All about the Colosseum in Rome

July 1st, 2015 | by Ashyln Molly
All about the Colosseum in Rome
Affordable Budget Travel
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The Colosseum was commissioned by Emperor Vespasian around 70AD and it was meant to be a gift to the people of Rome. The Colosseum, then known as the Flavian Amphitheater, was opened by Titus, Vespasian’s son, with 100 days of Roman games. It was actively used for 400 years, after which it fell into neglect. Indeed, until the 18th century, it was simply used to gather building materials. As such, two thirds of it is now destroyed, but enough of it remains standing to be enjoyed by tourists, for instance on the A Taste of Italy Globus Tours to Italy. Indeed, it has been turned into a symbol of the long and tumultuous history of the Roman Empire.

The Origins

The emperor Nero committed suicide in 68AD, and his poor ruling meant many civil wars broke out, during which time four different emperors ruled Rome. The fourth was Vespasian, who was the first of the Flavian Emperors. During his ruling and the subsequent ruling of his two sons, they tried to make the courts less excessive, ensure the Senate’s authority was restored and public welfare was promoted again. Vespasian decreed that Nero’s Golden Palace, which was burnt down in an act of madness, would be replaced by an amphitheater for entertainment.
It took nearly ten years to construct the amphitheater, which was much quicker than other building project. Titus dedicated the opening to the people. Titus was much loved, particularly for the way he handled the destruction of Pompeii and Herculaneum after Vesuvius erupted in 79AD.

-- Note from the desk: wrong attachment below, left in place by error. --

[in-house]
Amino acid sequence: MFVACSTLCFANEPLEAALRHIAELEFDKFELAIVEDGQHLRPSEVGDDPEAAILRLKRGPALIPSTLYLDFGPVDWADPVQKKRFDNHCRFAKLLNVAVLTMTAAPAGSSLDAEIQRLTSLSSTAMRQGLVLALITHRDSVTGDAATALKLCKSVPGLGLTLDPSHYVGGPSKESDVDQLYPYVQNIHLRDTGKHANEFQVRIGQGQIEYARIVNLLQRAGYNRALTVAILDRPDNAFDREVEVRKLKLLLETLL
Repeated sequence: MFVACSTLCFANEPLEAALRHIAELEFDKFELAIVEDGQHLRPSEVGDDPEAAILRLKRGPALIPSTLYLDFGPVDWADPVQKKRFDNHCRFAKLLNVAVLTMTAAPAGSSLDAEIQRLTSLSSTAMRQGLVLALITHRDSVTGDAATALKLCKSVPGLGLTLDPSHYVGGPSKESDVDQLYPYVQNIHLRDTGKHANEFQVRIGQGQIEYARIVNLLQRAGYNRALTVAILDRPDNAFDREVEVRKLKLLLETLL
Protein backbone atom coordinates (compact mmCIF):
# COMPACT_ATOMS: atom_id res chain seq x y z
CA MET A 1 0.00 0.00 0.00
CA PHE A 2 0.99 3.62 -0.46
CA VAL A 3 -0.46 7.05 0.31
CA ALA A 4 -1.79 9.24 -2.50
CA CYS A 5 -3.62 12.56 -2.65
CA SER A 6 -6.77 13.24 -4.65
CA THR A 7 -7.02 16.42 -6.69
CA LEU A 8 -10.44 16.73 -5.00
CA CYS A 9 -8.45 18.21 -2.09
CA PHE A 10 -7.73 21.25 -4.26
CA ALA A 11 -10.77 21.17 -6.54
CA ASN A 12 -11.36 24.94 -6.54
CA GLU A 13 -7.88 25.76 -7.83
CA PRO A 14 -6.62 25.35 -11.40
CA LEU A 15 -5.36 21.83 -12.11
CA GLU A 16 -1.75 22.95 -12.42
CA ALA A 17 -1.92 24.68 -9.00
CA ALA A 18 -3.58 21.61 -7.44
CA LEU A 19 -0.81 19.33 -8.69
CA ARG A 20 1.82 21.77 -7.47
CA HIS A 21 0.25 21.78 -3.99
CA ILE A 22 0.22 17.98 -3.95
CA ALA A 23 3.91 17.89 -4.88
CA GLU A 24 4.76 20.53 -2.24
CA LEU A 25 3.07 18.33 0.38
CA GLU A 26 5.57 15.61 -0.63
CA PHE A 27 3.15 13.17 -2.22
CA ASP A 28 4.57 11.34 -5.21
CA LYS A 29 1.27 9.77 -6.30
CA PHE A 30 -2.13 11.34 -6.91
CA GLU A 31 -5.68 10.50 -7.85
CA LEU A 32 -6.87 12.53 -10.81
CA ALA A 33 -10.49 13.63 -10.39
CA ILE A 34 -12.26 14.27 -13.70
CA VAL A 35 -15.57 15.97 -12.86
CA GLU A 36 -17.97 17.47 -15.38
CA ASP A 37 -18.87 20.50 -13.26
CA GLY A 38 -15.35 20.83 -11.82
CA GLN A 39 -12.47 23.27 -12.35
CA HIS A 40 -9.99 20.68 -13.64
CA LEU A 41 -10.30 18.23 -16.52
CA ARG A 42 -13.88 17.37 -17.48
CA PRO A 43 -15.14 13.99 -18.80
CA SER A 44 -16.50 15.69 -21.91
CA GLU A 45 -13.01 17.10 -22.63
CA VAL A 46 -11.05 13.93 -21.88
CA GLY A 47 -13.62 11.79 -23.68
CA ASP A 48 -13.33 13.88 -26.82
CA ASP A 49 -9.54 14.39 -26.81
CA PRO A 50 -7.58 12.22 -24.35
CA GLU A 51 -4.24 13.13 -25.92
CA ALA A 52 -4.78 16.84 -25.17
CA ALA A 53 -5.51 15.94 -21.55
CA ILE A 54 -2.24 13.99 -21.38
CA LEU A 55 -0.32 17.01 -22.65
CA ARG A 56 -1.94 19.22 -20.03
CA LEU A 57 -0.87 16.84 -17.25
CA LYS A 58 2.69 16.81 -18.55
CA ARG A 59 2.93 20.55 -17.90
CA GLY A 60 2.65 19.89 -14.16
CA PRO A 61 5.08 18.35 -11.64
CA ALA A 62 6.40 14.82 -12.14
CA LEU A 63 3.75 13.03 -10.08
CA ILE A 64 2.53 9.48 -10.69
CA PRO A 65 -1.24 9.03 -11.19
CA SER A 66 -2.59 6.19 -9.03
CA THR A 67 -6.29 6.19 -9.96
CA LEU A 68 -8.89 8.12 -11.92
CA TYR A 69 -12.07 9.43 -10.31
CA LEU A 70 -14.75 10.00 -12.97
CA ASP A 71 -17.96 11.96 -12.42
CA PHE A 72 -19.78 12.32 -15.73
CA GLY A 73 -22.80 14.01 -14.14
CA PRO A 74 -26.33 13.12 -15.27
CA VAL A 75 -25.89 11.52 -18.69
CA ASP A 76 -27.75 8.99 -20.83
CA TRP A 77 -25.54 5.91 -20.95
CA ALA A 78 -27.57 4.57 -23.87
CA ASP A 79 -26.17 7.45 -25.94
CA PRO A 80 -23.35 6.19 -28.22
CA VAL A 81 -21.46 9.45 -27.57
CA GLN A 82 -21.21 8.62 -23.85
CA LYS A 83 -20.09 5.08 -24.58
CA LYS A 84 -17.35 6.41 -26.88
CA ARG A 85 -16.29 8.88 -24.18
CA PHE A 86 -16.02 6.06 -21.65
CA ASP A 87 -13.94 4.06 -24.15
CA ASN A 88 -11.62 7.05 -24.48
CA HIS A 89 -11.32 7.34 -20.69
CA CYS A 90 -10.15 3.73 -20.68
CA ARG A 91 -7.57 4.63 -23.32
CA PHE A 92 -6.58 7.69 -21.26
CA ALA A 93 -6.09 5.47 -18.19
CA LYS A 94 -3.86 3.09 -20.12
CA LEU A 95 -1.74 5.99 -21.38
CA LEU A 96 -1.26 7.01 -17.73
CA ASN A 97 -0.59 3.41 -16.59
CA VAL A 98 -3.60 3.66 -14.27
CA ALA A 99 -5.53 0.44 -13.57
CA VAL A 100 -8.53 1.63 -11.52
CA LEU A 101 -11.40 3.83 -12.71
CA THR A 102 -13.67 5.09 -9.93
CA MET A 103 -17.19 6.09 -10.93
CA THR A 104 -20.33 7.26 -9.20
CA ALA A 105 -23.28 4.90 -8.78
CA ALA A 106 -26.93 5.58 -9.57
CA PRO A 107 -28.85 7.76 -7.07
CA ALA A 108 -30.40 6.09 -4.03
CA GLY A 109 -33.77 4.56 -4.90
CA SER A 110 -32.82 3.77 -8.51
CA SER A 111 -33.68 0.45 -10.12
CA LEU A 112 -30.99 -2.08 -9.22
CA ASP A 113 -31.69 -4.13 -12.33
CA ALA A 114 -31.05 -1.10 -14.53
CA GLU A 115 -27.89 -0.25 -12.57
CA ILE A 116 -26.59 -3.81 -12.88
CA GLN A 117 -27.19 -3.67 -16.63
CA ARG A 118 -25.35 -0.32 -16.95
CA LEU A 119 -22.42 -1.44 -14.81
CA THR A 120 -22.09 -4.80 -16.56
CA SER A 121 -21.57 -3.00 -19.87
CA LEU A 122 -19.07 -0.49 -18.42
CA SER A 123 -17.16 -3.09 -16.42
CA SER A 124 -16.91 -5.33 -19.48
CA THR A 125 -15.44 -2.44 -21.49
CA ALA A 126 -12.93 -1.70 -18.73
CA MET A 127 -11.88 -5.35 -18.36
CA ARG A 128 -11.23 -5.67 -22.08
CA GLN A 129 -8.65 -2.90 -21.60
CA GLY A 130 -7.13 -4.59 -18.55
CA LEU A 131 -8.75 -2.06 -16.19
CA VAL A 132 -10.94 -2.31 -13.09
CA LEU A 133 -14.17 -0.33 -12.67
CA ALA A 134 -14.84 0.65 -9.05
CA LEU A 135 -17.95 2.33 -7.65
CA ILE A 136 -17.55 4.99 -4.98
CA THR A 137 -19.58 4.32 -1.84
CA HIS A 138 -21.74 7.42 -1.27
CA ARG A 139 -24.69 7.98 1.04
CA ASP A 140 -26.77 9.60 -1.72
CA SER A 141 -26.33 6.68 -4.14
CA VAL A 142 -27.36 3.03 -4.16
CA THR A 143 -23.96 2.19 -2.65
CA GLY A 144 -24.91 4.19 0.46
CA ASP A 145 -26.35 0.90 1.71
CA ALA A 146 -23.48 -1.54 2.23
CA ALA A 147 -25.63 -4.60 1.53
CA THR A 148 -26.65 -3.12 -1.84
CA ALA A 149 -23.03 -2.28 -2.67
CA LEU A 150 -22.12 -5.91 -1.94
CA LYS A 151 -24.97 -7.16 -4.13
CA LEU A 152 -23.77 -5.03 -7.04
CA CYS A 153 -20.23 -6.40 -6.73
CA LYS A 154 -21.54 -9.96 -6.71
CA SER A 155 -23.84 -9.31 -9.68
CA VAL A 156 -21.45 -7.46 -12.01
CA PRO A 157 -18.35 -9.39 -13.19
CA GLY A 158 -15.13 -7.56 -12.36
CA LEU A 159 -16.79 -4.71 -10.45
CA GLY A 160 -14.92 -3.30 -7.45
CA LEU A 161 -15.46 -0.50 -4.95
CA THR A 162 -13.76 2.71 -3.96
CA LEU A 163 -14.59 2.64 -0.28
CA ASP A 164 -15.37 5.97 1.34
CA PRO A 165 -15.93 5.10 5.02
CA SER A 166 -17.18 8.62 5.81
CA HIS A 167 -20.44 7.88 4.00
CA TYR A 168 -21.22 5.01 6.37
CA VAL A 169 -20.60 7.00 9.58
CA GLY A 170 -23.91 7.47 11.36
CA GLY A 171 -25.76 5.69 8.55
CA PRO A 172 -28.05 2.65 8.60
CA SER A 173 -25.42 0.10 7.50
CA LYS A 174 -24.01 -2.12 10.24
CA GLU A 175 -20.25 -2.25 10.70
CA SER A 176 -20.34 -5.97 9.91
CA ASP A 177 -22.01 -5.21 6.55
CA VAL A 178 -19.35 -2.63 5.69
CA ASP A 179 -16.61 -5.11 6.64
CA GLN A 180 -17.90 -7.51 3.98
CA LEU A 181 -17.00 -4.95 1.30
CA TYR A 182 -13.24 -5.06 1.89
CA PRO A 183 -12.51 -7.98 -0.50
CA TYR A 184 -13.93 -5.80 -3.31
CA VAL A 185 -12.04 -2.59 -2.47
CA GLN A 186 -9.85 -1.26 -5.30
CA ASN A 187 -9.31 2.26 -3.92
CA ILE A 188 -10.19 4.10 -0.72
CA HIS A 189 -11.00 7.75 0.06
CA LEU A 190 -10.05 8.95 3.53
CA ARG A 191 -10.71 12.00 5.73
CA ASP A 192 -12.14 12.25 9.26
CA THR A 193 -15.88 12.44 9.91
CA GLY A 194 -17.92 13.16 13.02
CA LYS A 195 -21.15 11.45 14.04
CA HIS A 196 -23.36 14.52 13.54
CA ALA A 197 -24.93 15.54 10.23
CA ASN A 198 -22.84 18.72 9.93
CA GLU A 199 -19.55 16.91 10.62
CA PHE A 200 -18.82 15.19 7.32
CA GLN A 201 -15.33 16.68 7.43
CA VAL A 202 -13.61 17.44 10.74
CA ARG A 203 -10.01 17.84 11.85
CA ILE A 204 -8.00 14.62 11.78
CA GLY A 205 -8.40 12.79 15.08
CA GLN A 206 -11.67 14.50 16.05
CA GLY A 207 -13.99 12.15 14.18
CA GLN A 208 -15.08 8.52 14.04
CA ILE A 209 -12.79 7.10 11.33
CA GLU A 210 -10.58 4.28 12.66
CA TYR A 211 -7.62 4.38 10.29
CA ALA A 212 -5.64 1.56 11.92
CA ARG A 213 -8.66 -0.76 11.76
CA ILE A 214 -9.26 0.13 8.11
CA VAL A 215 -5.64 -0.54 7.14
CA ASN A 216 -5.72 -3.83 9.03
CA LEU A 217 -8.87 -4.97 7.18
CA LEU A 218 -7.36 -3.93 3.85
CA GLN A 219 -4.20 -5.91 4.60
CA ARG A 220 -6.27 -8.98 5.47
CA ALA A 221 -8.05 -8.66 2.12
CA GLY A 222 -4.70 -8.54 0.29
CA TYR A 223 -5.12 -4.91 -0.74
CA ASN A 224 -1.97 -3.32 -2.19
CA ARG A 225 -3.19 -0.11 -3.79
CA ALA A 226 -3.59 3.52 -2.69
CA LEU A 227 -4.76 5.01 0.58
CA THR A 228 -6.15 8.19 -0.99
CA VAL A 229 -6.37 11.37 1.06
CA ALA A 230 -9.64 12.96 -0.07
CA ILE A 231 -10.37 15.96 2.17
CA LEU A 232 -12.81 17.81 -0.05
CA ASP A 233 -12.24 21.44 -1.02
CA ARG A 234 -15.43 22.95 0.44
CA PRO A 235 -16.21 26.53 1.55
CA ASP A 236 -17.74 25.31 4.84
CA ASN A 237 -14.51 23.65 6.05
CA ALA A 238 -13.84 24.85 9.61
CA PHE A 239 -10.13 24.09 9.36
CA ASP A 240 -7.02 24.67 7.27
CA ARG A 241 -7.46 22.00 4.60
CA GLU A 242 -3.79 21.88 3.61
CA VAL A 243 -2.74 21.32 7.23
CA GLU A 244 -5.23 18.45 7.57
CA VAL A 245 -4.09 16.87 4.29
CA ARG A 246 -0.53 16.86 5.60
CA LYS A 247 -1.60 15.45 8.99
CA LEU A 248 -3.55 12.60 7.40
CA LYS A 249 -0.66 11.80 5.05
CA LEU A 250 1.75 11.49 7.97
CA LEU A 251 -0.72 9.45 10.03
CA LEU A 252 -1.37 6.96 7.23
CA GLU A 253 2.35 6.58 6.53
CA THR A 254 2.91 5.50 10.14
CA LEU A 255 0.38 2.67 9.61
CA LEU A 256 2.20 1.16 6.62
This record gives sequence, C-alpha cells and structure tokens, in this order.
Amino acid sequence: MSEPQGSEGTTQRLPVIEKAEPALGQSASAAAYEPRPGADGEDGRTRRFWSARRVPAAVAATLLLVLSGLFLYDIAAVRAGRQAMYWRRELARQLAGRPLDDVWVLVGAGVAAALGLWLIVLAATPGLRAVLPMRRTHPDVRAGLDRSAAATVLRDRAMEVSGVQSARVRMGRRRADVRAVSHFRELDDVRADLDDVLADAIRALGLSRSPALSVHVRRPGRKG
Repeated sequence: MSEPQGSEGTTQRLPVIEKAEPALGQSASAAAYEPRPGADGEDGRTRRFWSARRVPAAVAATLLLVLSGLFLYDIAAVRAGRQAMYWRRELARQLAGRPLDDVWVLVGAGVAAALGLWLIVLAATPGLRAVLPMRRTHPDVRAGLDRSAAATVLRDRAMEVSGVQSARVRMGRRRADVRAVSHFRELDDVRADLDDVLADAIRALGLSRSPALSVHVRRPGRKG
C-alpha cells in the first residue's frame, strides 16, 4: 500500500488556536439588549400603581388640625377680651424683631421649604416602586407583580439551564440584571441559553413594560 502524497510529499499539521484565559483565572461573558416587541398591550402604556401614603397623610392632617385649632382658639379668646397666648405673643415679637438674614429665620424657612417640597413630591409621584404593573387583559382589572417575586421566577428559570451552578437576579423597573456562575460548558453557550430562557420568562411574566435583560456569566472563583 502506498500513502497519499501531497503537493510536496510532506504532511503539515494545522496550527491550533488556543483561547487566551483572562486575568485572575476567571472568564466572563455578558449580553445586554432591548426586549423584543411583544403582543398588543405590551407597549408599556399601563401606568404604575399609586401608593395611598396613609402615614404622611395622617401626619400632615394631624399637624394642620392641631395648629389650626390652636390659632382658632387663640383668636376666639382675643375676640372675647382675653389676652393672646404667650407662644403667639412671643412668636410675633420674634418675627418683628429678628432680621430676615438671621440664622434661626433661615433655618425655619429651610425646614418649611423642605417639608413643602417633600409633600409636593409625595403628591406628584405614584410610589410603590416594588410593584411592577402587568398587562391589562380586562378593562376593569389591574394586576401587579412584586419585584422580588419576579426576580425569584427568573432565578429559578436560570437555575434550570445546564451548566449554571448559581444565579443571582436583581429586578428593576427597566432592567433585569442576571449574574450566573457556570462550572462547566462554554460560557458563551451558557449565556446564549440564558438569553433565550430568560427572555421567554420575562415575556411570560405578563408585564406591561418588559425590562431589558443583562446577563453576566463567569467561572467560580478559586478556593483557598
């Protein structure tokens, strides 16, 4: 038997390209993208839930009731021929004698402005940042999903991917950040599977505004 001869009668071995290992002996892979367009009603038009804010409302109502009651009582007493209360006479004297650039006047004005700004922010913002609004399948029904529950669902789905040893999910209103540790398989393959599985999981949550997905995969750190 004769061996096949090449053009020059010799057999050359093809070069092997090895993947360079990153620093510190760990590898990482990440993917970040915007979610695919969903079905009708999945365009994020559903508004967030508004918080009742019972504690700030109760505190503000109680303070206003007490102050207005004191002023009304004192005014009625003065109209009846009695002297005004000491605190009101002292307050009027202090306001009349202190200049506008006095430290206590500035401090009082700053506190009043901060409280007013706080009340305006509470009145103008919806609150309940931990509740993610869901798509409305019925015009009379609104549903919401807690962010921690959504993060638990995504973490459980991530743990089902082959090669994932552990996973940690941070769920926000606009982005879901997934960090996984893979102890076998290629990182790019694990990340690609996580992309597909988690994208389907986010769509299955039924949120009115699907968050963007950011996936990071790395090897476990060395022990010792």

A Grand Amphitheater

The Colosseum is 620 by 513 feet in size, making it the largest in the Roman Empire. Other amphitheaters were generally dug into hills for support, but the Colosseum was completely freestanding, built of concrete and stone. It had 80 arched entrances across three stories and each of these stories had different styled columns. The bottom columns were Doric and designed, then Ionic and finally Corinthian. The Arch of Constantine is near the main entrance, and this was added later.

The Colosseum could seat over 50,000 people. Some believe that their seating arrangements were according to social ranking. However, judging by how the seating was arranged in other amphitheaters, it is more likely that they were simply packed into all available spaces. From the top story, there were awnings that could be unfurled. These were designed to protect spectators from the relentless heat of the sun. The games, which included hunts, gladiator combats and wild animal fights, could last a long time. It is even believed that mock naval combats were held here, for which the floor of the arena would be flooded. The expense of this was high, although the empire was able to save significant money on its gladiators, who were mainly slaves and prisoners. Interestingly, there were even some female gladiators.

Today, only the ruins of the Colosseum remain, but they are sufficiently intact to give people a true taste of what it was like at the height of its glory.


Image by Moyan_Brenn under cc license

 

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